WUXI, China (28 Dec. 2017) – Two days before the inaugural edition of the Wuxi 2017 World Taekwondo Grand Slam Champions Series kicks off on Saturday, the WT’s finest athletes and senior officials got their first look at the bespoke venue at a press conference held in the Wuxi Taihu International Expo Center in Wuxi, China.
The Grand Slam Series – to be held over five consecutive Saturdays in this city in eastern China–will be fought under amended rules designed to upgrade the sport’s spectacle, and offers the biggest prize money in taekwondo history: USD70,000 for first place winners, USD20,000 for second place and USD5,000 for third place. The venue has been optimally designed for television coverage, with a raised field of play, dry ice, multiple LED screens, audiences stacked close to the action and thunderous audio. The event, to be captured on the most advanced camera rigs ever used for taekwondo, is expected to elevate the sport’s presentation to a new level. In particular, Best-of-breed 4D Cameras will be set up surrounding the field of play to provide ultra-detailed 360-degree images for TV viewers.
At the press conference, officials spoke, participating fighters were presented to the audience, and a sound and light show was performed.
“I believe this Grand Slam event is writing another new history of World Taekwondo,” said WT President Chungwon Choue. “This means our athletes will be more busy – but will get a lot of prize money.” Choue expressed his hope that other international federations would follow the lead of China, and invest in Grand Slam events.
“Global fans of taekwondo can see the world’s top athletes performing in this place,” said Chinese Taekwondo Association President Juanmin Guan. “We can better facilitate the development of taekwondo in the world, and in China.” “This will be very impressive and successful,” vowed Wuxi Vice Mayor Liu Xia. “We have made great preparations for this event!”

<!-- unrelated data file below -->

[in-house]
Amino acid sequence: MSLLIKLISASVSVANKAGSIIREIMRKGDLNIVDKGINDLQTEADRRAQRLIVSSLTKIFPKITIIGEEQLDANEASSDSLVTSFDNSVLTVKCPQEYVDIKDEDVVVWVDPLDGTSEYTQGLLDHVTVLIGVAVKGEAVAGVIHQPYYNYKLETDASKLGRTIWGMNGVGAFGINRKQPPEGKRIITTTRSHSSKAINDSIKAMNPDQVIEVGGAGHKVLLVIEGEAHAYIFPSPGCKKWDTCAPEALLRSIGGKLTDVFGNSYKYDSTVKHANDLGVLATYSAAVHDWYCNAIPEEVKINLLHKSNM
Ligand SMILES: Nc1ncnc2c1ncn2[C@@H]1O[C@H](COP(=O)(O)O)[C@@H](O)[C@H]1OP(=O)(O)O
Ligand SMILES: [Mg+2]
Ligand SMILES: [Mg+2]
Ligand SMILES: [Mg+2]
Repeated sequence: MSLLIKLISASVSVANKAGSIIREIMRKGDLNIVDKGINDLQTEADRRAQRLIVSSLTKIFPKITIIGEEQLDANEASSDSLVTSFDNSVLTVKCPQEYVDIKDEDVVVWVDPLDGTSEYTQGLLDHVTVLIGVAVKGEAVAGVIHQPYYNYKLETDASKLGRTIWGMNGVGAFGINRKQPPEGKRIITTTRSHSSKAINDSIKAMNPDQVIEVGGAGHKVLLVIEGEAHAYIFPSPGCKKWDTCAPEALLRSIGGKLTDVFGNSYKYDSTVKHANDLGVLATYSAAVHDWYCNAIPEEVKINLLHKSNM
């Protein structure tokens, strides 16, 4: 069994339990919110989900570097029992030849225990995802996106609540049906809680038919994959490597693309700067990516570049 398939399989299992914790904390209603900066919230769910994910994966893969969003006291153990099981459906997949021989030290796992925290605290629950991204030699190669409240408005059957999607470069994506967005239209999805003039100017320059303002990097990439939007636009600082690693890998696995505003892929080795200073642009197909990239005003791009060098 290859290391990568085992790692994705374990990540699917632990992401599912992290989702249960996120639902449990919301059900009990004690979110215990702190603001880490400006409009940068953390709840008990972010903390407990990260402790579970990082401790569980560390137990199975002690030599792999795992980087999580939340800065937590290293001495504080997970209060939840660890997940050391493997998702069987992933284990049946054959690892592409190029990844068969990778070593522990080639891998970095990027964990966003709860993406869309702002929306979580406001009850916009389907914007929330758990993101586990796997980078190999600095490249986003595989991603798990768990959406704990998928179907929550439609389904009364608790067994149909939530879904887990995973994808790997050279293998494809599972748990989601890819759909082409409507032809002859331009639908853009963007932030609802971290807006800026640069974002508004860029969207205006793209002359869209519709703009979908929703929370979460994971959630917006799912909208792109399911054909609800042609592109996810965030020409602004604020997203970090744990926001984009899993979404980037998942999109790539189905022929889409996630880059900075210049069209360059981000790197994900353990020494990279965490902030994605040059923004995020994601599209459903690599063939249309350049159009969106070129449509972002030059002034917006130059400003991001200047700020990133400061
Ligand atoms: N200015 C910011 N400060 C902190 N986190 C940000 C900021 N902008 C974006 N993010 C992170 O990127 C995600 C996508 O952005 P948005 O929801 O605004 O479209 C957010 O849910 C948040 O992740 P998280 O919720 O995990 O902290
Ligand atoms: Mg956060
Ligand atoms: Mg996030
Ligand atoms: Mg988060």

Noting that taekwondo is constantly evolving, Choue hinted that the event’s amended rules – if successfully applied in Wuxi – could be applied to regular taekwondo competitions worldwide. “This event will enhance our sport and the new rules and regulations may apply to the Tokyo Olympic Games,” Choue said. After reviewing the outcome in Wuxi, the WT General Assembly will make a decision on the matter on the sidelines of the World Taekwondo Junior Championships to be held in Tunisia in April, 2018, the WT head explained.
At the Grand Slam, more points will be added for spins and knockdowns, so encouraging taekwondo’s most spectacular kicks and rewarding powerful blows. Also, points will be deducted if a fighter places even one foot outside the matted area, promoting offensive play and lively footwork.
At the conclusion of the press event, participants voiced their thoughts on the pioneering series.
“This looks really professional, it is very different to other venues we have had,” said US athlete Jackie Galloway. “We have not had an opportunity like this before – it will be great to be exposed in the media.”
“I think this is a first step to professionalize taekwondo,” added Dragan Jovic of Serbia, WT’s Coach of the Year. “This is really top level.”
“It is a really cozy venue, the cameras will be able to catch the expressions on faces,” noted Walid Younes, an international referee from Switzerland. “Nothing can escape!”
The first edition of the Grand Slam series, featuring the Women’s +67kg and the Men’s -80kg Olympic weight categories, takes place on Saturday. The remaining six Olympic weight categories will be contested over successive Saturdays. The series concludes on Jan. 27 2018, with a team championships.
Saturday’s event finals will be live-streamed. Fans can watch the action via the link on the WT website.